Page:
He focuses a lot on Rafa’s own personal wage and indicates/claims that if Mike Ashley had been prepared to pay him more, that could have been a game-changer with regard to signing a new contract.

You can never say never but I think it would be a huge shock to Newcastle fans if it was ever proved to be the case that being unreasonable about his wage claims was a reason for the Spaniard not staying on. I think he is no doubt somebody who knows his own worth and that would have been reflected in the contract he signed in 2016. So with football inflation and the excellent job he has done taken into account, then if that has been fairly reflected in whatever he had been offered by Mike Ashley in 2019, Rafa’s personal wages wouldn’t have been an issue. Edwards talks about the possibility of Rafa choosing a Chinese club because they will pay higher wages but this is surely a big fat red herring, even if any Chinese club is really interested they aren’t the reason as to why no contract has been agreed throughout this past 12 months. Which credible owner would allow it to get to the point were an excellent manager’s contract actually runs out, instead of negotiating far earlier to a successful conclusion?

The Telegraph piece states that no manager can expect everything they want and that when it comes to what Rafa has demanded/asked for  ‘some of those demands are unreasonable within the Newcastle business model.’

It is a strange line of arguing that this is somehow Rafa’s fault, that he knows what Mike Ashley is like and the last three years are proof of that, but it is the manager who is being ‘unreasonable’ in thinking/expecting that should change. Surely that is the whole crux of the matter, the club needs to change or else it will be continually fighting relegation and adding to the two relegations that have already happened under Mike Ashley. Indeed, fans and most neutrals will agree that these past two years would have been guaranteed a third if it hadn’t been for Rafa.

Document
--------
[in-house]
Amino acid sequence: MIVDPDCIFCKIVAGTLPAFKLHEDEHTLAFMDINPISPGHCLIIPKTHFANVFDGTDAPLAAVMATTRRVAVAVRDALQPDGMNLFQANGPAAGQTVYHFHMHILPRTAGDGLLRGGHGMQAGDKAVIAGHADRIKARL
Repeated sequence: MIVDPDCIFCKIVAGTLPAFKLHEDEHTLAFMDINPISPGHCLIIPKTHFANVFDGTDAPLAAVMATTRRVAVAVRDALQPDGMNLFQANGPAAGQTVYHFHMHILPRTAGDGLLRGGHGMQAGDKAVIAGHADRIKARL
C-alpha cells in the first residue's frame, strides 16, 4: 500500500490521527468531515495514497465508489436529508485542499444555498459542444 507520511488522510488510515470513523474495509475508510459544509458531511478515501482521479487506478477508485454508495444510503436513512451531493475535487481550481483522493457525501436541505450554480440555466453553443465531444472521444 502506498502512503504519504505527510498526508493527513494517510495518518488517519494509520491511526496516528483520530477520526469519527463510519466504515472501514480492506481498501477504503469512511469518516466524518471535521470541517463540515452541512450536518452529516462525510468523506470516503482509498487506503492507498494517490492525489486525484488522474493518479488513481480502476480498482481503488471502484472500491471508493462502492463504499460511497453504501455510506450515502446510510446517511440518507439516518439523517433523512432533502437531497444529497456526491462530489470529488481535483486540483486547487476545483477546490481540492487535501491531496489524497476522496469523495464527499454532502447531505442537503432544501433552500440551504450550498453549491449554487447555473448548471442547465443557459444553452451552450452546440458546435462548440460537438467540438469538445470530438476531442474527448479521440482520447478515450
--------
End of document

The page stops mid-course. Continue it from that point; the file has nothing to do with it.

Whatever the club/Ashley say, the figures don’t add up at NUFC. One of the lowest wage bills and net spends in the Premier League but one of the best supported, as well as one of those with highest revenues outside the top six.

Luke Edwards says that Rafa Benitez knows NUFC are a ‘self-sufficient’ club but that doesn’t really tell the whole story. No other club has an owner who uses the football club solely to benefit the rest of his business interests, at the expense of the club.

Repeatedly Rafa Benitez has been misled and last summer was the ultimate in the manager being undermined, not even allowed to buy Rondon for £16.5m despite selling Mitro for £22m (potentially rising to £27m). Instead there was a profit on deals in and out of some £20m and then Mike Ashley took £33m out of the cash flow. Yes he is the owner and he can do what he likes but no decent owner would put the club in such a position, actively inviting relegation by taking that loan to his own football club back out, instead of leaving it in and allowing investment and/or the infrastructure – such as the new essential training complex that was promised by Ashley in 2013. Ambitious owners would instead look to build a far better club and then get a far better price when they eventually sell it.

Mike Ashley wants it both ways.

Maybe the daftest notion, in my opinion, is that Rafa Benitez would be the one leaving Newcastle United ‘in the lurch’ if he walks away at the end of his contract.

That is absolute nonsense, it is Mike Ashley who owns and controls the club and at any time during this contract he could have acted to tie Rafa Benitez down to a new deal, if he had been genuinely wanted to and been prepared to be ambitious.

Rather than engage with his manager and keep regular/irregular contact, instead Mike Ashley has just ignored Rafa, even when attending matches.

As for claims of Benitez leaving things in a last minute lurch, the manager said at Ashley’s request he had supplied to the owner in March his conditions on signing a new contract.